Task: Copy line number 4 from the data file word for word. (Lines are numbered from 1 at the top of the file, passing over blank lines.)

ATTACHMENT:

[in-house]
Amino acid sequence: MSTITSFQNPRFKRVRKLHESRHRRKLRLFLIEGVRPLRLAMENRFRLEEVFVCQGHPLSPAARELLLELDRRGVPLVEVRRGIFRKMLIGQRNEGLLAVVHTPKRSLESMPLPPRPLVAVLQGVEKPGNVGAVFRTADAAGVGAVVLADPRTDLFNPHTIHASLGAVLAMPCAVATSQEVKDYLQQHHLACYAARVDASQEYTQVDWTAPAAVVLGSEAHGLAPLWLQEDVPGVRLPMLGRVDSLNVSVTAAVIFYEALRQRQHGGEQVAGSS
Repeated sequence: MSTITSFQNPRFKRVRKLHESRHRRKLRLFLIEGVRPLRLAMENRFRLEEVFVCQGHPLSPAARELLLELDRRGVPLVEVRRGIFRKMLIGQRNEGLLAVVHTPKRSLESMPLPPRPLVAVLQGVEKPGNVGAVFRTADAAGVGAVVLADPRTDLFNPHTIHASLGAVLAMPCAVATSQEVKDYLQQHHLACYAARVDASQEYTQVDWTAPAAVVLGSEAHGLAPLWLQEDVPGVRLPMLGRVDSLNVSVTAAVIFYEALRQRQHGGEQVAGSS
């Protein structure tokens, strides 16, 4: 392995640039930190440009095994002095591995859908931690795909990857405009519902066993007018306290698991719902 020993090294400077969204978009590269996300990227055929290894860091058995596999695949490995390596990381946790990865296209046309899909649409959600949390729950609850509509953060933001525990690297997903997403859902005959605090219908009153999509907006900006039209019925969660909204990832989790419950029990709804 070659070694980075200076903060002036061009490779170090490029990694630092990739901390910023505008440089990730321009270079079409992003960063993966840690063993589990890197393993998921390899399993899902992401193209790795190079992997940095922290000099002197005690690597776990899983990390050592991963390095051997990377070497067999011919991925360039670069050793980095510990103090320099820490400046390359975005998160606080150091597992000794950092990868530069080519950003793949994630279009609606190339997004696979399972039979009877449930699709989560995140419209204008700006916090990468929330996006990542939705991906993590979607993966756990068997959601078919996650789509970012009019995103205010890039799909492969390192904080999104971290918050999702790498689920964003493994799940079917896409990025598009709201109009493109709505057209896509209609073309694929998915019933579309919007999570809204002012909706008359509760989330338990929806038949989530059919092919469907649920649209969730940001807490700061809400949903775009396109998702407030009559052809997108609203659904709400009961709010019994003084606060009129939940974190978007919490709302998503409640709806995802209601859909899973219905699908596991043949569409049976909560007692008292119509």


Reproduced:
């Protein structure tokens, strides 16, 4: 392995640039930190440009095994002095591995859908931690795909990857405009519902066993007018306290698991719902 020993090294400077969204978009590269996300990227055929290894860091058995596999695949490995390596990381946790990865296209046309899909649409959600949390729950609850509509953060933001525990690297997903997403859902005959605090219908009153999509907006900006039209019925969660909204990832989790419950029990709804 070659070694980075200076903060002036061009490779170090490029990694630092990739901390910023505008440089990730321009270079079409992003960063993966840690063993589990890197393993998921390899399993899902992401193209790795190079992997940095922290000099002197005690690597776990899983990390050592991963390095051997990377070497067999011919991925360039670069050793980095510990103090320099820490400046390359975005998160606080150091597992000794950092990868530069080519950003793949994630279009609606190339997004696979399972039979009877449930699709989560995140419209204008700006916090990468929330996006990542939705991906993590979607993966756990068997959601078919996650789509970012009019995103205010890039799909492969390192904080999104971290918050999702790498689920964003493994799940079917896409990025598009709201109009493109709505057209896509209609073309694929998915019933579309919007999570809204002012909706008359509760989330338990929806038949989530059919092919469907649920649209969730940001807490700061809400949903775009396109998702407030009559052809997108609203659904709400009961709010019994003084606060009129939940974190978007919490709302998503409640709806995802209601859909899973219905699908596991043949569409049976909560007692008292119509």